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Oh Dear! Our Life was Like a Horror Show!
(No Wonder You had to Learn to be Resourceful)

Early Works of Nancy Powhida
Curated by Kristen Jensen
May 27 - June 25, 2023
Opening Reception: Tuesday, May 23, 6-8pm

The Family, oil on canvas, 45 x 54 inches, 1988

The sentiment Powhida speaks about in this excerpt from a text sent to her younger son is not that found in b movies or slasher films, but located in the shadowy spectres of her family, childhood dolls and animals, and the cacophony of responsibility in her role as a sole caregiver while still contending with her own sexuality and personhood. Powhida started making artwork at age 40: the powerful works on paper and painting from this period included in this exhibition manifest the difficulties of raising two children as a single mother, while struggling with her own feelings of isolation from her family, its history, and her sense of otherness.

The main character is based on my doll Nancy Lee, but she probably represents me.
As I look at the two figures to the left I think they are my parents, especially since my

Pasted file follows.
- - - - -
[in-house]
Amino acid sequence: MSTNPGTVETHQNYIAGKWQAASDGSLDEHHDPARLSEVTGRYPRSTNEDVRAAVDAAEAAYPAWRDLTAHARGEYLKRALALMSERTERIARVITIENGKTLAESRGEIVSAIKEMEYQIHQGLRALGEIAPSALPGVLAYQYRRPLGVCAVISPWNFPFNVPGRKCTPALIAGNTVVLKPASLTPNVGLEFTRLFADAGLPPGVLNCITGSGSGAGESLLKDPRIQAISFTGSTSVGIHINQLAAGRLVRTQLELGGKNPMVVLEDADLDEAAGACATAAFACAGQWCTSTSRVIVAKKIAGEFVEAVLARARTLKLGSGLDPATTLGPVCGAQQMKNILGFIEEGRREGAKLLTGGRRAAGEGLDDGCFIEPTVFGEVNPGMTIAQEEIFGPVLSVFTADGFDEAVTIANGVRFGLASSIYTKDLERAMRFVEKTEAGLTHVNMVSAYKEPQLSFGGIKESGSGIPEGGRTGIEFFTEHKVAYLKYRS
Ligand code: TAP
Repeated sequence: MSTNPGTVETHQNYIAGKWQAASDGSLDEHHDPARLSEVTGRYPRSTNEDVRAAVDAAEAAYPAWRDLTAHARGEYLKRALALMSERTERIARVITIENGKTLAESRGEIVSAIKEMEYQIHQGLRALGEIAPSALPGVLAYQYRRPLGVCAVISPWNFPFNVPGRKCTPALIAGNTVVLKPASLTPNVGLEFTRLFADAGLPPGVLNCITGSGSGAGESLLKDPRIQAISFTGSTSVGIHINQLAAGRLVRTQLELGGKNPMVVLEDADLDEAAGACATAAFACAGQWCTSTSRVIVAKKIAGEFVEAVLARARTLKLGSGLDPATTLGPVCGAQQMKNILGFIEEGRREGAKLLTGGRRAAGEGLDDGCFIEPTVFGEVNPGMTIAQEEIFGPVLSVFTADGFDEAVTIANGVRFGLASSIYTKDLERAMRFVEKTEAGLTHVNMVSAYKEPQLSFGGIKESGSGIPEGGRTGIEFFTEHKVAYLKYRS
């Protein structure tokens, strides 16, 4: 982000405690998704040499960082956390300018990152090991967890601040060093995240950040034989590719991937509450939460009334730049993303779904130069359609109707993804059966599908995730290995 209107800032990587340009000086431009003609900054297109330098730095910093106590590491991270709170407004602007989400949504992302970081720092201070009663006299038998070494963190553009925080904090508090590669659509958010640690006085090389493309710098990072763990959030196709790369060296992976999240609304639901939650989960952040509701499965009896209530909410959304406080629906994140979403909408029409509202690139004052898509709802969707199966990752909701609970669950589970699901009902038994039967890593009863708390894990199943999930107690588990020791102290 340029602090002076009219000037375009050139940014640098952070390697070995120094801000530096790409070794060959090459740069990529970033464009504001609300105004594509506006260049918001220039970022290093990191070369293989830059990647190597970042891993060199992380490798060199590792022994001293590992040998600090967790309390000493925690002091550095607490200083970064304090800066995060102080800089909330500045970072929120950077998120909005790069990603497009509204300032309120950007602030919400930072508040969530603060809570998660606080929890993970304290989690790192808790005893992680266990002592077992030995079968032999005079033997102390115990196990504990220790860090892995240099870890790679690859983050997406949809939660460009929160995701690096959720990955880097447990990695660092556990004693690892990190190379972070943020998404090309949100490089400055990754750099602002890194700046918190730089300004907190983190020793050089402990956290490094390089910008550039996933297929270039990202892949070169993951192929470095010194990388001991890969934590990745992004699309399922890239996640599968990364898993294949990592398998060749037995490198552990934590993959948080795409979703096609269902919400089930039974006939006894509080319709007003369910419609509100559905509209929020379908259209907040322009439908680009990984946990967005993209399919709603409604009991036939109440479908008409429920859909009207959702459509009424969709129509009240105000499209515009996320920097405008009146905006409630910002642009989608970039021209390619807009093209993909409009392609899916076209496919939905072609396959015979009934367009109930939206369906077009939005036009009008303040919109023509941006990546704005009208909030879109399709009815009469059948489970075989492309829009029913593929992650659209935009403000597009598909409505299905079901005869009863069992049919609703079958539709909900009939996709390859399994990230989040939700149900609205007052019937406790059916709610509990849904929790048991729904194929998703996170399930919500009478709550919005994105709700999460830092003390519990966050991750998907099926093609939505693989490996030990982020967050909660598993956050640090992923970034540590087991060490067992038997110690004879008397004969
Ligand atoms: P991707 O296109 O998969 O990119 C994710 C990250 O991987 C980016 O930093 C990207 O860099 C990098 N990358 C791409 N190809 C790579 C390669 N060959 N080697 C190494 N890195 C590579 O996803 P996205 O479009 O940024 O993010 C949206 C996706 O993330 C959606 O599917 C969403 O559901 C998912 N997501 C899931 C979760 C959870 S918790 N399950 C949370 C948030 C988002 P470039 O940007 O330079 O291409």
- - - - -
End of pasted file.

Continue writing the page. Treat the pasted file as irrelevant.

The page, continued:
father was in the navy and the put out expression on the woman does remind me of my
mother and my affect on her often! The little black doll was mine. The rabbit was mine.
He spent one winter in the snow. The two people could be symbolic of two children.
The large partial figures represent female authority, my authority, and life forces that
come and go. The high heeled shoes symbolize the woman as a sexual creature as
well as one who makes offspring. The animals also show the woman as a caretaker of
the family. All the shelves and dishes symbolize the home and the artist. Enough
reminiscing. Making those paintings was like a mental parallel to physically making
children. I am so lucky I could do both.


Nancy Powhida was born in 1942 in Glens Falls, New York and grew up in the nearby village of Hudson Falls. Upon “discovering” that she was an artist at forty years of age she went on to study art at Skidmore College, Vermont College of Norwich University, and the University at Albany where she earned degrees in painting and sculpture. She worked for thirty-one years as a vocational rehabilitation counselor and her intimate experiences with human behavior and social interaction in this context informs her largely autobiographical work. Over the past forty years she has created significant bodies of work in drawing, painting, sculpture, and printmaking. This is her first solo exhibition in New York City.